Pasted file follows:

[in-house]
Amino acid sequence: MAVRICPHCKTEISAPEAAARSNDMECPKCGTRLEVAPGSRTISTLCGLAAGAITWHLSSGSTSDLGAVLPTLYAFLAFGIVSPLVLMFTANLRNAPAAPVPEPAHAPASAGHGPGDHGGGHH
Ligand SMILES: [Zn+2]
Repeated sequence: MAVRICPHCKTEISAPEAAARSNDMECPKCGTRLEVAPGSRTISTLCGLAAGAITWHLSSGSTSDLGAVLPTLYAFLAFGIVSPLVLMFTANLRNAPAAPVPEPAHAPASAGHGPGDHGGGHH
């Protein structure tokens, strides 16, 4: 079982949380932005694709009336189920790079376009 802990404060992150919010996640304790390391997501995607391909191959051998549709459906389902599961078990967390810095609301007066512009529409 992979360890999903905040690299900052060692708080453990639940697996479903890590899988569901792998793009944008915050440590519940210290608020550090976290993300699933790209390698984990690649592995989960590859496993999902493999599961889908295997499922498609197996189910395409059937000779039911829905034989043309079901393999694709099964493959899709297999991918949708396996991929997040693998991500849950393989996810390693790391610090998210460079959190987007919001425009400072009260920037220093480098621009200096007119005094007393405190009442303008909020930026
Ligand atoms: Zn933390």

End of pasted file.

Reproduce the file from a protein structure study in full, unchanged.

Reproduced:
[in-house]
Amino acid sequence: MAVRICPHCKTEISAPEAAARSNDMECPKCGTRLEVAPGSRTISTLCGLAAGAITWHLSSGSTSDLGAVLPTLYAFLAFGIVSPLVLMFTANLRNAPAAPVPEPAHAPASAGHGPGDHGGGHH
Ligand SMILES: [Zn+2]
Repeated sequence: MAVRICPHCKTEISAPEAAARSNDMECPKCGTRLEVAPGSRTISTLCGLAAGAITWHLSSGSTSDLGAVLPTLYAFLAFGIVSPLVLMFTANLRNAPAAPVPEPAHAPASAGHGPGDHGGGHH
């Protein structure tokens, strides 16, 4: 079982949380932005694709009336189920790079376009 802990404060992150919010996640304790390391997501995607391909191959051998549709459906389902599961078990967390810095609301007066512009529409 992979360890999903905040690299900052060692708080453990639940697996479903890590899988569901792998793009944008915050440590519940210290608020550090976290993300699933790209390698984990690649592995989960590859496993999902493999599961889908295997499922498609197996189910395409059937000779039911829905034989043309079901393999694709099964493959899709297999991918949708396996991929997040693998991500849950393989996810390693790391610090998210460079959190987007919001425009400072009260920037220093480098621009200096007119005094007393405190009442303008909020930026
Ligand atoms: Zn933390």